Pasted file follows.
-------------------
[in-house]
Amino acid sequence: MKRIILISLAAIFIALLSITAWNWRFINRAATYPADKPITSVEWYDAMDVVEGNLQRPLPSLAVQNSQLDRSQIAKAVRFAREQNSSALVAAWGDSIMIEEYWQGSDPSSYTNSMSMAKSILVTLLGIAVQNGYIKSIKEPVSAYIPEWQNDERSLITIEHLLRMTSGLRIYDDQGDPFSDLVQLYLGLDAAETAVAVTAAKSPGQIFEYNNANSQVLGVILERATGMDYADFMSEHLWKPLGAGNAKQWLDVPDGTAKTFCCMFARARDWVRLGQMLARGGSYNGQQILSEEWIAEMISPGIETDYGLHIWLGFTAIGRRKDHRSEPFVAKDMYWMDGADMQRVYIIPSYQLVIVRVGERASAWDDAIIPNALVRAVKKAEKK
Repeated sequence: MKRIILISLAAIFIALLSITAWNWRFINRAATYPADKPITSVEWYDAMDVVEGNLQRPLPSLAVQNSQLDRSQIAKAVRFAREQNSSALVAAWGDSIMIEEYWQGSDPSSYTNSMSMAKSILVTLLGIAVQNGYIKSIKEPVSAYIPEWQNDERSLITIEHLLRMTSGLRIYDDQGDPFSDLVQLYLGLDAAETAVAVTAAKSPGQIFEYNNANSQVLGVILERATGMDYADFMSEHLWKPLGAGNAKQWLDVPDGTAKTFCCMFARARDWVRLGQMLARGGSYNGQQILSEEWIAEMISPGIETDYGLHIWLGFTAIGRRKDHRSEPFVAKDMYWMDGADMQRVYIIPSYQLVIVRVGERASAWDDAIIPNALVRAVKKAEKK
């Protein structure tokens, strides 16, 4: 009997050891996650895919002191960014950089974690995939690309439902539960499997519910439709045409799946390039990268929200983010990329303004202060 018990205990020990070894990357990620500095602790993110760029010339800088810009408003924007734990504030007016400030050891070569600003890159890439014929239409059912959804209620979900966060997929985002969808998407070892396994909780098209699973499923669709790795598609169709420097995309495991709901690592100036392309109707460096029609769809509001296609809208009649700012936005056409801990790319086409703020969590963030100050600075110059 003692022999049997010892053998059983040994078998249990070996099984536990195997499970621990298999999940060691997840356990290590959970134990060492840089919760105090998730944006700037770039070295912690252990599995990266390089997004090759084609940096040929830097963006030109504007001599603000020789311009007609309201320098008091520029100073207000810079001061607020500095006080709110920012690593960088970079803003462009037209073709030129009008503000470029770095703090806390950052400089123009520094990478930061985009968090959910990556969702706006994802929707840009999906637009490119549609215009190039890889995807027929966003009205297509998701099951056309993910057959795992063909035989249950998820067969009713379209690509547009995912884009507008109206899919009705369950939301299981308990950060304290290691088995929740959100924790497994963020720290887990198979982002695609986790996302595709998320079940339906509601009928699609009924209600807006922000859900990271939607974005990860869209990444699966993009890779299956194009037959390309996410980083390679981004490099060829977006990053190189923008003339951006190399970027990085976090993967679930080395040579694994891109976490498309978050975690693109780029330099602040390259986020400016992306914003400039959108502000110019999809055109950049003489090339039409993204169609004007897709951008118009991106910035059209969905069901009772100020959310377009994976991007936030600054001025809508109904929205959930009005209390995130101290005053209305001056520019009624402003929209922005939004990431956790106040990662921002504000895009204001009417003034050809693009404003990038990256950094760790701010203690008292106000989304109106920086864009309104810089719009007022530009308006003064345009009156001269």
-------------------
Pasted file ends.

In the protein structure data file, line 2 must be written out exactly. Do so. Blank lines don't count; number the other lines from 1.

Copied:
Amino acid sequence: MKRIILISLAAIFIALLSITAWNWRFINRAATYPADKPITSVEWYDAMDVVEGNLQRPLPSLAVQNSQLDRSQIAKAVRFAREQNSSALVAAWGDSIMIEEYWQGSDPSSYTNSMSMAKSILVTLLGIAVQNGYIKSIKEPVSAYIPEWQNDERSLITIEHLLRMTSGLRIYDDQGDPFSDLVQLYLGLDAAETAVAVTAAKSPGQIFEYNNANSQVLGVILERATGMDYADFMSEHLWKPLGAGNAKQWLDVPDGTAKTFCCMFARARDWVRLGQMLARGGSYNGQQILSEEWIAEMISPGIETDYGLHIWLGFTAIGRRKDHRSEPFVAKDMYWMDGADMQRVYIIPSYQLVIVRVGERASAWDDAIIPNALVRAVKKAEKK